<logic, inductive logic, probability, arithmentic of probability> the complex event comprising the occurrence of one or the other (or both) of its constituent events. The probability of an alternative occurrence may be calculated by the formula: P(A v B) = P(A) + P(B) - P(A & B). Thus, for example, the chances of getting "heads" at least once in two flips of a coin are equal to the chances of getting "heads" on the first toss (1/2) plus the chances of getting "heads" on the second toss (1/2) minus the chances of getting "heads" both times (1/4), or 3/4. Recommended Reading: Richard Lowry, The Architecture of Chance: An Introduction to the Logic and Arithmetic of Probability (Oxford, 1989); Ian Hacking, An Introduction to Probability and Inductive Logic (Cambridge, 2001); Donald Gillies, Philosophical Theories of Probability (Routledge, 2000).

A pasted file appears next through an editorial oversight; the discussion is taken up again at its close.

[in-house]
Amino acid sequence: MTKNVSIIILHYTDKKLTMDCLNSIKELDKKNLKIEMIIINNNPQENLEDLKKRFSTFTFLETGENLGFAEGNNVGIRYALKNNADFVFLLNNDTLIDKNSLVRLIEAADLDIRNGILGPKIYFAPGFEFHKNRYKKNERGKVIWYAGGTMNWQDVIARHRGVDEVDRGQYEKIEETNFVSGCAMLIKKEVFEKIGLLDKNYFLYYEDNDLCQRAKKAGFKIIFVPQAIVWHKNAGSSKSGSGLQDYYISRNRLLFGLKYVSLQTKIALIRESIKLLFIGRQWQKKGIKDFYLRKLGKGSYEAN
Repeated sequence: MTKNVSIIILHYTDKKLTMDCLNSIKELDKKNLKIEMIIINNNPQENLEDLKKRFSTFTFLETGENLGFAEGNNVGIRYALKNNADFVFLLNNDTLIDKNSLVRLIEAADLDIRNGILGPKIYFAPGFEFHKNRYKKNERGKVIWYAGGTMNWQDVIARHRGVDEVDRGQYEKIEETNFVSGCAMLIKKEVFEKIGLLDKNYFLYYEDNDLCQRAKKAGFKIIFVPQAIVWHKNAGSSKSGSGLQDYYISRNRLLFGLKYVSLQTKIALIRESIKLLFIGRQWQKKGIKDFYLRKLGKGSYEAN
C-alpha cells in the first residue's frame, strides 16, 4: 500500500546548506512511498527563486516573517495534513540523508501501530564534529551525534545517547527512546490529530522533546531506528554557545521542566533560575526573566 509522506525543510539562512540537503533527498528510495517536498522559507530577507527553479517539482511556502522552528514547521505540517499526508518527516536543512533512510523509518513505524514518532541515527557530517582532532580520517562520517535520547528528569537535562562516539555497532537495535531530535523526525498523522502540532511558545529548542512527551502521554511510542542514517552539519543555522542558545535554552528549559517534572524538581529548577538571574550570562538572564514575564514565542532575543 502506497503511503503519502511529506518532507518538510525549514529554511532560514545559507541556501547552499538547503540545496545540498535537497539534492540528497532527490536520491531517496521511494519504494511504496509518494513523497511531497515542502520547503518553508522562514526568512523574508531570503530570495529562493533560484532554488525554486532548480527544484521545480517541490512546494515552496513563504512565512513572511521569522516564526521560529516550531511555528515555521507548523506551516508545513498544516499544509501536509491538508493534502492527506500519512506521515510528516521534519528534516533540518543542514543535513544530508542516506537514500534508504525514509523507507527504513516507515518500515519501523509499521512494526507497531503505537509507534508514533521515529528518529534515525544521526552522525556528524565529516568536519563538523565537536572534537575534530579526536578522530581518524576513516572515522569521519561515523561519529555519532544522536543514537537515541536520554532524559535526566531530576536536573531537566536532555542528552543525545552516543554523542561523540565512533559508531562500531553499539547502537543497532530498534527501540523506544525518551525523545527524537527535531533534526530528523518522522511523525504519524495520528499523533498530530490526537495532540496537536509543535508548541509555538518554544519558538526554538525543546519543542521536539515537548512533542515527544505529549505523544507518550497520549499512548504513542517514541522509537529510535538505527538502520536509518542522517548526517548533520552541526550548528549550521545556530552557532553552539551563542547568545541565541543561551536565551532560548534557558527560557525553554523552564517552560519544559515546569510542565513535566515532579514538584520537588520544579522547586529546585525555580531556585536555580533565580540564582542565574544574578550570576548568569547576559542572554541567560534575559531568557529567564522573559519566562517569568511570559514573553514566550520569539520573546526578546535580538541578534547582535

[A Dictionary of Philosophical Terms and Names]
Try this search on OneLook / Google